Clym, who has come from the "larger" outer word of Europe and Paris on the other hand is disillusioned and seeks "something" within Egdon heath. DH Lawrence encapsulates this irony and analyses the relative existential emptiness of Esutacia. "What does she want? She does not know, but it is evidently some form of self- realization; she wants to be herself, to attain herself. But she does not know how..." (Lawrence, DH p. 171) the aura of Paris and the larger world seems to cling to the person of Clym, and it is possible that this is what attracts Eustacia to him. As for Clym, he has found that Paris cannot provide him with any deeper satisfaction and he too, in Lawrence's words, does not know what he is searching for. " What, then, does he want? He does not know; his imagination tells him he wants to serve the moral system of the community..." (ibid)
Clym therefore feels that by providing assistance to others he can attain some of moral and existential purpose.
Clym had left Egdon to work as Jeweler in Paris. He returns to Egdon Heath with the main purpose of becoming a school master and to "uplift "and provide education for the people of the Heath. Even this dream is to be tragically disrupted in the novel.
Eustacia on the other hand is almost totally isolated and she is without family and friends. However her isolation is partly due to flaws within her own character. She has a fatal egotism which makes her look down on the Heath community as lower than herself and she describes them as "a parcel of cottagers" (Hardy T. p. 97), She informs Clym that "I do not have much love for my fellow creatures. Sometimes I quite hate them" (ibid. p. 203). Hardy, in his view of fatalism, believes that character was, to a large degree, fate and that it was impossible to escape one's true nature or character. Much of the tragedy in this novel and many others is built around the concept of flawed character.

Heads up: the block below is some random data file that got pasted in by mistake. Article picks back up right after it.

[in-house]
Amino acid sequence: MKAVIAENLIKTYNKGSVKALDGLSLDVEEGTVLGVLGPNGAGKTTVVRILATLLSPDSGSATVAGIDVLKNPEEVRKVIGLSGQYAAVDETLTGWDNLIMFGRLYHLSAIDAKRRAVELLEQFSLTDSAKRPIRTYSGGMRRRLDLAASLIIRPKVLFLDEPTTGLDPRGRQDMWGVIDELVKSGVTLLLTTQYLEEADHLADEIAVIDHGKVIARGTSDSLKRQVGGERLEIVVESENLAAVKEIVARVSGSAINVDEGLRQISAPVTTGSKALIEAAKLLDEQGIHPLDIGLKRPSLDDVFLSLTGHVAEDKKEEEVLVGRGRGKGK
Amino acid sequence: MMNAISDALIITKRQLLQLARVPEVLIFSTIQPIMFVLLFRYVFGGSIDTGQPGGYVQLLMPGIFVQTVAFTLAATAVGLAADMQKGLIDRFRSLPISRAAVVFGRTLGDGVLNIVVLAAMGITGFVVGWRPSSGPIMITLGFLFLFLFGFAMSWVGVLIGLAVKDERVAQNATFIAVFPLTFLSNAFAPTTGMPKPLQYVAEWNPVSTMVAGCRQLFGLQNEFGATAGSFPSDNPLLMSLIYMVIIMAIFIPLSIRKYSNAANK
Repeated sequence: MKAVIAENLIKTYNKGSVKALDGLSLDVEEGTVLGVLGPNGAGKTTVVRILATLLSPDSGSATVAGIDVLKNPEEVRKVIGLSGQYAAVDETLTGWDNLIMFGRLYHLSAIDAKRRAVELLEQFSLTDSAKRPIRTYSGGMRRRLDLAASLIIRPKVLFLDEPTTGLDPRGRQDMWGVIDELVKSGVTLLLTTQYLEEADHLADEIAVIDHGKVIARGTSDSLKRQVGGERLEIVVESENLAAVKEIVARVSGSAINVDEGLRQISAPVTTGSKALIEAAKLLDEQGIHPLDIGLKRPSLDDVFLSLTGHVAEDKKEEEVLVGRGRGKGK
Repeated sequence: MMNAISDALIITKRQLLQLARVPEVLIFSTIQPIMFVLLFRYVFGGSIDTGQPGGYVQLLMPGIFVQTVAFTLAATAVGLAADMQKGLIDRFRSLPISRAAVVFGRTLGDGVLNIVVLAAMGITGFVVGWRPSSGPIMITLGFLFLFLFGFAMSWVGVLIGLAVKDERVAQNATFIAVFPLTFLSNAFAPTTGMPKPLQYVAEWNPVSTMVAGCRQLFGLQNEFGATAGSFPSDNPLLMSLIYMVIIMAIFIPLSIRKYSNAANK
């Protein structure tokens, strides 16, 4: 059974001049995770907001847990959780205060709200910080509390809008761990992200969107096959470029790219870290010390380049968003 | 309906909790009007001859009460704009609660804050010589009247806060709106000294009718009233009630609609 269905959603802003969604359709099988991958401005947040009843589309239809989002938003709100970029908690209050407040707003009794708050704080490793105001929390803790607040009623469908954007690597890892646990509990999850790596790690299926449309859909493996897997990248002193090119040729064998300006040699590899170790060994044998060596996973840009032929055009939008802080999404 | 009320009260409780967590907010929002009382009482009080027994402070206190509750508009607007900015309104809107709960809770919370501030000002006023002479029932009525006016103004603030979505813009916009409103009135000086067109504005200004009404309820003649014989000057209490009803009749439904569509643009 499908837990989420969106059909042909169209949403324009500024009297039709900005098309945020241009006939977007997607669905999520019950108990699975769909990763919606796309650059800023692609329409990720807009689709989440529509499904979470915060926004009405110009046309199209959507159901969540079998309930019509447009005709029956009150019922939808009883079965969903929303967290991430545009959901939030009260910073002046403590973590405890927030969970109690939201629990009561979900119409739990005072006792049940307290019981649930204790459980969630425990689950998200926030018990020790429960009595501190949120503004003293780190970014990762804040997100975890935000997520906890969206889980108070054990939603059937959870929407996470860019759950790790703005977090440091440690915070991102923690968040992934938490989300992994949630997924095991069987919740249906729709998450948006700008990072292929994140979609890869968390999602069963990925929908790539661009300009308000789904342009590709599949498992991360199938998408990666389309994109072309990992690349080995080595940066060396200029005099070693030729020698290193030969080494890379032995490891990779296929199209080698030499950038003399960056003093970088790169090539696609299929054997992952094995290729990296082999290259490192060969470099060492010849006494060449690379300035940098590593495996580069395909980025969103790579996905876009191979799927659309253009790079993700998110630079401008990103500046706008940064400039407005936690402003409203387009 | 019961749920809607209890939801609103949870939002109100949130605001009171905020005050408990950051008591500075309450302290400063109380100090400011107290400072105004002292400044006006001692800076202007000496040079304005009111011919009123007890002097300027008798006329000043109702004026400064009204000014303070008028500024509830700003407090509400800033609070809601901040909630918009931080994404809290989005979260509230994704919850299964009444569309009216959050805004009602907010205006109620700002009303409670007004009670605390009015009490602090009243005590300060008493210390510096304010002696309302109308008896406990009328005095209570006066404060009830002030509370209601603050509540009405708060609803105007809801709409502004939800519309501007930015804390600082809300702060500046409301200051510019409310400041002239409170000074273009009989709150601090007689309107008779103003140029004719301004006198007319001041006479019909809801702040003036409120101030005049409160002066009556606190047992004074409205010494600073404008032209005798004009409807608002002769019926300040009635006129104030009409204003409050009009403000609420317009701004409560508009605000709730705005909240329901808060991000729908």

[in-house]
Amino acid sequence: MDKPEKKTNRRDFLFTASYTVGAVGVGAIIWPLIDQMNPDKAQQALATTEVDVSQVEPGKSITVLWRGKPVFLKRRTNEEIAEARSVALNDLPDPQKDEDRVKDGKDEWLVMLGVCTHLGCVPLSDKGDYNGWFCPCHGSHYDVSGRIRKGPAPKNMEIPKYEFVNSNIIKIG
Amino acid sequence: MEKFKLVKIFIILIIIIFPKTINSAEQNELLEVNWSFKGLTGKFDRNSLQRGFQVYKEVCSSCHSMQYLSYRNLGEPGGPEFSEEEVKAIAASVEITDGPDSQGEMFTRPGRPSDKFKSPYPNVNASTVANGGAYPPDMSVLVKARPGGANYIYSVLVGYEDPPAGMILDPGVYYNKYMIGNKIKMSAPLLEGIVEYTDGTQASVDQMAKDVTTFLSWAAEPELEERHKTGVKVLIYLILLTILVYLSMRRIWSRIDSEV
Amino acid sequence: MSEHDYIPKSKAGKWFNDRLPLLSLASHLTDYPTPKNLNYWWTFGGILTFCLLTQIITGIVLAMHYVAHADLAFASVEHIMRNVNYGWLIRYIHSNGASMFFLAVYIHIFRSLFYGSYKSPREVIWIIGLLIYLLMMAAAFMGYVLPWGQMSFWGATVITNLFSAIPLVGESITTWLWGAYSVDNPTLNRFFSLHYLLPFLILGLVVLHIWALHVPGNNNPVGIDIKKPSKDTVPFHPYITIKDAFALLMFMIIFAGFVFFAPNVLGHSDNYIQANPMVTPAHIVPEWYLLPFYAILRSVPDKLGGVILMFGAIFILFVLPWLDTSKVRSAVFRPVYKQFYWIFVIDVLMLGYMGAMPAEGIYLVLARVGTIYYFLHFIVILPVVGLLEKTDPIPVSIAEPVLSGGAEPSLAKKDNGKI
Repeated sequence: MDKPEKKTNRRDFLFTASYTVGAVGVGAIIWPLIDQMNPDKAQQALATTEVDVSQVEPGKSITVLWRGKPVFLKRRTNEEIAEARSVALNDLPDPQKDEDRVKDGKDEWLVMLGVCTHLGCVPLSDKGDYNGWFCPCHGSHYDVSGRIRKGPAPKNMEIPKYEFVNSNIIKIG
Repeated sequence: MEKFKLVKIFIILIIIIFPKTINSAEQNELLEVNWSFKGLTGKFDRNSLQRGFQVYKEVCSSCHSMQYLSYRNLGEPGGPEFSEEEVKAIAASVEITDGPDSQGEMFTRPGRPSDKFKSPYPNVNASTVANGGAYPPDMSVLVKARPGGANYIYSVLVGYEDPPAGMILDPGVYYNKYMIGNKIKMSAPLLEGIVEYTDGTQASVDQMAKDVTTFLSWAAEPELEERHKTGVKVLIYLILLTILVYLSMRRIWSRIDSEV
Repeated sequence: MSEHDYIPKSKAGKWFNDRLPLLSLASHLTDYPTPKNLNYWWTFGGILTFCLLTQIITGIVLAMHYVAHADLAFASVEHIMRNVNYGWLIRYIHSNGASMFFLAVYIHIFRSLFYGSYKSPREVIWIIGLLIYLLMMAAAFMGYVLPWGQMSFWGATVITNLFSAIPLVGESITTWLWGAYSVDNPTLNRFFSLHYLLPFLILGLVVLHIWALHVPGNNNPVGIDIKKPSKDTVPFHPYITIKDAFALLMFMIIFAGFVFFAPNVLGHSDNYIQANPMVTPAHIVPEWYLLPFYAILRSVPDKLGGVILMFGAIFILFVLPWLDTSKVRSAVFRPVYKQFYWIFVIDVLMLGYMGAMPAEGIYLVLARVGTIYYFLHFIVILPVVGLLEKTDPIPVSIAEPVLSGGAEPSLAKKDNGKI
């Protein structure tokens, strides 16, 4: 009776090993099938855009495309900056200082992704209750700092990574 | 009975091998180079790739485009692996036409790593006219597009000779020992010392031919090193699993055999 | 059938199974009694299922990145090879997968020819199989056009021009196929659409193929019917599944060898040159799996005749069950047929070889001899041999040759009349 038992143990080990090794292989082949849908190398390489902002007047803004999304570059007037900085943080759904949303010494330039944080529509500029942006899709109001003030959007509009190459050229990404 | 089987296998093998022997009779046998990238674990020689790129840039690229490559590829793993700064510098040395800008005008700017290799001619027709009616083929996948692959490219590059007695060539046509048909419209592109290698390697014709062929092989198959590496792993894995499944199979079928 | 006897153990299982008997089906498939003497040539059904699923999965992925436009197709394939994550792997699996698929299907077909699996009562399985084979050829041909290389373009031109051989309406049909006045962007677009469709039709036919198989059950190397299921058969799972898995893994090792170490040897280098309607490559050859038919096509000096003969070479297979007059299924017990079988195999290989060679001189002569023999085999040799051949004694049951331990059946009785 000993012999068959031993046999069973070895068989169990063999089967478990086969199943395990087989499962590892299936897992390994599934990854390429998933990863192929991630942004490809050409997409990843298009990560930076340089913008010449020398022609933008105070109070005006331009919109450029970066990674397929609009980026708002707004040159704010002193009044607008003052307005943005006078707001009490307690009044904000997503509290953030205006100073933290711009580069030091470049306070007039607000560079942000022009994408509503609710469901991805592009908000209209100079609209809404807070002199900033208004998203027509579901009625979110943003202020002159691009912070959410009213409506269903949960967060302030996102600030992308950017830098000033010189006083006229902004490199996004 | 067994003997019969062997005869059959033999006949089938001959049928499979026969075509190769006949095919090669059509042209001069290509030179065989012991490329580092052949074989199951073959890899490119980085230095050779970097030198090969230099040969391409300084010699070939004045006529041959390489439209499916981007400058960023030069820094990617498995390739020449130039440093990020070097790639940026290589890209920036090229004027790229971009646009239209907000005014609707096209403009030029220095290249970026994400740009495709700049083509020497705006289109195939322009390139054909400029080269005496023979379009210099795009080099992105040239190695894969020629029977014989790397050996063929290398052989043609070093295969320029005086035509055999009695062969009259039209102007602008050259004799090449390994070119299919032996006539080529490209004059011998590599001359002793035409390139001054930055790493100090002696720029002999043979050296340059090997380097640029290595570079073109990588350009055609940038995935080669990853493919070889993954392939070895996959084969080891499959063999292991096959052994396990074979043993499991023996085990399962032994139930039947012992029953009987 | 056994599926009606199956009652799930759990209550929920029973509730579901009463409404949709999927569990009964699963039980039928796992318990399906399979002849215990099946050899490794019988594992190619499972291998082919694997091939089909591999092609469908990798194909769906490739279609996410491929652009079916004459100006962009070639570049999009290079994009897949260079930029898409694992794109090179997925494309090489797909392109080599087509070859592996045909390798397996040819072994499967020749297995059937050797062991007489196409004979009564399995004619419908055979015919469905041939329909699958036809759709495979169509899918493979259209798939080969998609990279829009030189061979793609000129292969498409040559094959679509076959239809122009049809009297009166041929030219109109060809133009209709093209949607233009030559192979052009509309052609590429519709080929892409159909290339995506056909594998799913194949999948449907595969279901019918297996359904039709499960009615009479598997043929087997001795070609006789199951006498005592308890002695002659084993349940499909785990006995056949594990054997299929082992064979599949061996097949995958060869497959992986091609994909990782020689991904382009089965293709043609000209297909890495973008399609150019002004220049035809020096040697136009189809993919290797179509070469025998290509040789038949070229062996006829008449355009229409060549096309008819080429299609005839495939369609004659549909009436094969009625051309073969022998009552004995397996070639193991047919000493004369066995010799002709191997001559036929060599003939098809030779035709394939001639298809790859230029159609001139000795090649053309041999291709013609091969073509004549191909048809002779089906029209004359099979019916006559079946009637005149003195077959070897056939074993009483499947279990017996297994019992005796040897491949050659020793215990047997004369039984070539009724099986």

Eustacia has little love for anyone around her. While she was initially attracted to Damon Wildeve, she uses him and feels that he is essentially beneath her. In reality he does not offer her the possibly of a larger life and meaning that Clym does. But Eustacia seems to exhibit a lack of depth in her affection for those around her. This is the case with her original lover, Damon Wildeve, "...she only endures him for want of a better object, and her passion for him is kindled only when he seems desirable to another."
Giordano 61) Giordano continues and states that "Hardy's narrator's explanation of her volatile feelings for Wildeve exposes the contortions of her egoistic passion: "The man who had begun by being merely her amusement, and would never have been more than her. " "
Damon Wildeve on the other hand, while basically dissatisfied with the heath, does not have the depth and intensity of purpose that Eustacia has. In many senses he is a morally weak character and seems to never have the true impetus to the leave Heath, until the very end of the novel. He is also well educated as an engineer but works as the Landlord of the Quirt Woman Inn. He is described as having a pleasing enough appearance to women but somehow lacking in essential masculinity. For a while he was a lover to Eustacia; after he is rebuffed by her he marries into the Yeobright Family though Thomasin.
That there is a flaw in his character is intimated by his gambling habit. He reluctantly adapts to a certain extent to life on the Heath but is always dissatisfied with this situation. Something of the weakness inherent in his character is suggested by Grimsditch in his lack of moral force. " Wildeve, like Eustacia, is an alien on the Heath He has all the instincts of a lady-killer, and lacks the moral force to leave Eustacia undisturbed when both of them have married elsewhere and so made lawful relationship. "
An interesting contrast to Eustacia and an important figure in terms of the theme of fatalism is Thomasin. She is described as mild, accommodating and subservient to those around her in many ways. She is not rebellious like Eustacia and she accepts her lot in Edgon Heath with a fatalistic attitude - even when she marries Wildeve, who she knows is not really the right partner for her. She is also described as being close to nature. It seems as if Hardy created an opposite to Eustacia to show the link between the Heath and compliant human nature; as opposed to the rebellion and desire for advancement that we see in Eustacia. Hardy uses numerous phrase ad images to suggest Thomasin's closeness to nature.
A fair, sweet, and honest country face…[continue]